Yesterday Sugarloaf Mountain Resort, the site of two of the worst lift accidents in recent memory, announced $1.3 million in lift safety upgrades including a new Doppelmayr drive terminal for the lift that rolled back in March. The mountain will also launch a new website devoted solely to lift safety and maintenance with a tip line for anyone to submit questions and concerns about lifts. All of this is moving forward despite Sugarloaf’s looming sale.
In December 2010, the Spillway East double, built by Borvig in 1975, experienced a de-ropement that caused numerous chairs to hit the ground and drag approximately 40 feet. Eight skiers were injured and the last legal claim was settled just last week. The State of Maine’s investigation found inadequate maintenance records, poor training, high winds, and component failure as probable contributing factors. The full report is here. Spillway was replaced by a Doppelmayr quad the following summer and renamed Skyline.
The King Pine Quad, a 1988 Borvig, rolled-back approximately 460 feet on March 21, 2015, resulting in numerous injuries. Skiers went around the bottom bullwheel at high speed and many others jumped off. Sugarloaf’s internal investigation found that the drive bullwheel’s drop dog failed to deploy due to a faulty switch and the lift was eventually stopped by an operator who manually activated the lift’s emergency brake. The state has not yet released its investigation into this incident. King Pine and its sister quad called Timberline were both closed for the remainder of last season.
Fast forward to yesterday’s announcement. King Pine will receive a new Doppelmayr Tristar drive-tension terminal, the same type as the Skyline lift. The rest of the lift will be retained although some of the mangled chairs that rolled back will have to be repaired or replaced. This will cost $800,000 and be completed by December. Sugarloaf will spend another $500,000 to upgrade six other Borvig and Stadeli lifts. Timberline, West Mountain, Skidway, Sawduster and Snubber will get electrical upgrades, new braking systems and new anti-rollback devices. The gearbox on Timberline, the sister lift to King Pine, will also get rebuilt. The only Borvig lifts not set to be upgraded are Double Runner East and West, installed in 1973 and 1974.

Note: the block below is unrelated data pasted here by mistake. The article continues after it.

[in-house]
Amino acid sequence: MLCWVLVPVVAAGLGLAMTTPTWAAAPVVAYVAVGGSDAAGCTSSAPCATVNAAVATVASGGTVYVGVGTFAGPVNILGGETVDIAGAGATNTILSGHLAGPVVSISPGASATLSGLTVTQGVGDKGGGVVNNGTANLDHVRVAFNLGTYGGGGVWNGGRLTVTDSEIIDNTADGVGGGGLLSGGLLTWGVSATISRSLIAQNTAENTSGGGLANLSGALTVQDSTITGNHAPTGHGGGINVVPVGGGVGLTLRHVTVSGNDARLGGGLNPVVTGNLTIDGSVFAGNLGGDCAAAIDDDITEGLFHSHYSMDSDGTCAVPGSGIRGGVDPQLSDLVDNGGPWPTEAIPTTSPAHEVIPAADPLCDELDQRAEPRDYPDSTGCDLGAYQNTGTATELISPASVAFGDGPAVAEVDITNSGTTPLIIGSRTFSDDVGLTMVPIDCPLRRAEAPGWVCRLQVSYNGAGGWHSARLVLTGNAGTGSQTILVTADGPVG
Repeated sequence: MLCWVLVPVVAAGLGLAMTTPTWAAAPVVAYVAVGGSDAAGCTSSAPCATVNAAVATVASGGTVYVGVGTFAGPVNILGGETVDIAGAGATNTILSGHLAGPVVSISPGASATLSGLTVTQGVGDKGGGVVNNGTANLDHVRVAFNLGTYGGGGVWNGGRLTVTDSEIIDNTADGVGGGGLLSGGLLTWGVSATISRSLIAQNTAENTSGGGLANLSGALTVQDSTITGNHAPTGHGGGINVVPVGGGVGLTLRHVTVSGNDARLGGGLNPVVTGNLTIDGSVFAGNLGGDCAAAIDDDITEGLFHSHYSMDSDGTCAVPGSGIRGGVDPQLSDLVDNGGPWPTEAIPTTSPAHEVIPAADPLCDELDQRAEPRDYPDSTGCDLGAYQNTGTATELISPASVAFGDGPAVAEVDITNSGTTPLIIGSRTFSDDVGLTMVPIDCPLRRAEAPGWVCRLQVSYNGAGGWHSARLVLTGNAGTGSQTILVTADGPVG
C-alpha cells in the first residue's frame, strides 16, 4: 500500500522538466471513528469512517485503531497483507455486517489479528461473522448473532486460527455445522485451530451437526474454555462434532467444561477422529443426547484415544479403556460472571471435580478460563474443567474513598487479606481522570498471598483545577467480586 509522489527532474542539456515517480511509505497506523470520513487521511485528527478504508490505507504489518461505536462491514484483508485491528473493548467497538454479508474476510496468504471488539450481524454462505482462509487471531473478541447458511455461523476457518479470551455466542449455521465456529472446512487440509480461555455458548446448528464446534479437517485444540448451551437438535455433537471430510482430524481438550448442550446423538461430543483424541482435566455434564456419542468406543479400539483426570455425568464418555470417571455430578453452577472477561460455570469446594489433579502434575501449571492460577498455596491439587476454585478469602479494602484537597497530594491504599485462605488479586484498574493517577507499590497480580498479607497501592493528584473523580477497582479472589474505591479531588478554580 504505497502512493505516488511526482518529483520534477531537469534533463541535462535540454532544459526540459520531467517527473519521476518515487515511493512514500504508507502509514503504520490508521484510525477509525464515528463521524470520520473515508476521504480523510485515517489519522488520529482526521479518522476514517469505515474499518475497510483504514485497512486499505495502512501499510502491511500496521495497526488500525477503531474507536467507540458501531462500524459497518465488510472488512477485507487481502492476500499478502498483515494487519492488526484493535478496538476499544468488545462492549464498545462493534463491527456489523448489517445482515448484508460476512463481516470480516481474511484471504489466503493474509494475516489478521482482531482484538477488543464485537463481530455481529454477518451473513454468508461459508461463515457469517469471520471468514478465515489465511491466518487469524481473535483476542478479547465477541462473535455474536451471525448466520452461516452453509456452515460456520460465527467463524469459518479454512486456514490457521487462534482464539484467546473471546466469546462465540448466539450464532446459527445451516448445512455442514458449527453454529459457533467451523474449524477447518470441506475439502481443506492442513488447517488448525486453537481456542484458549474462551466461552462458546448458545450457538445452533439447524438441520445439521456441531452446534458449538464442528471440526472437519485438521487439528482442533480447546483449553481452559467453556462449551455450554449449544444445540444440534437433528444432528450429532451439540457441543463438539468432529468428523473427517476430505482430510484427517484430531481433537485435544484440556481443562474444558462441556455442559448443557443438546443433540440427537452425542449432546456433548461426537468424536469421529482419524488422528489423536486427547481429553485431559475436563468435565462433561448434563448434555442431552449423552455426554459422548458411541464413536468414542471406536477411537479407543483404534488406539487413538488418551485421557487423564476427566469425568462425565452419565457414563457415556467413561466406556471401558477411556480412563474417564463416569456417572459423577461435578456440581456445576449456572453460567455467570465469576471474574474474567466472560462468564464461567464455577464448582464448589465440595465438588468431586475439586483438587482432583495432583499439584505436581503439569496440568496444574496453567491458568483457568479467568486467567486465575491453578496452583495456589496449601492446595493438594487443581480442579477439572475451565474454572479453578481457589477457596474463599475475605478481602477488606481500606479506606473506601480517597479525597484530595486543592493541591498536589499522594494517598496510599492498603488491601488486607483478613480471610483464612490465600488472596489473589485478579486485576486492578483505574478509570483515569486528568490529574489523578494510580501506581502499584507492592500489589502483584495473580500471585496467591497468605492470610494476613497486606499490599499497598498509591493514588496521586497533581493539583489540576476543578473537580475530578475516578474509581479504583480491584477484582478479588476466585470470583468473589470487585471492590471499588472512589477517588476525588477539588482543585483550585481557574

Perhaps the most significant part of this announcement is the launch of a dedicated lift safety website for consumers. Sugarloaf’s back-to-back, high profile lift accidents are a big marketing challenge. The new website will have information about all of Sugarloaf’s lifts, updates on maintenance projects and an online form where anyone can submit questions or concerns about lifts. Sugarloaf’s new general manager, Karl Strand, explained, “We’re strongly committed to lift safety, and part of that is being open and thorough with our communication about that topic. Our hope is that this website will be a conduit for that information, and provide a direct line of communication for our guests.” I think the website is a great idea and hopefully other ski areas will follow suit, not just after a major accident. I look forward to seeing the new site when it launches in July.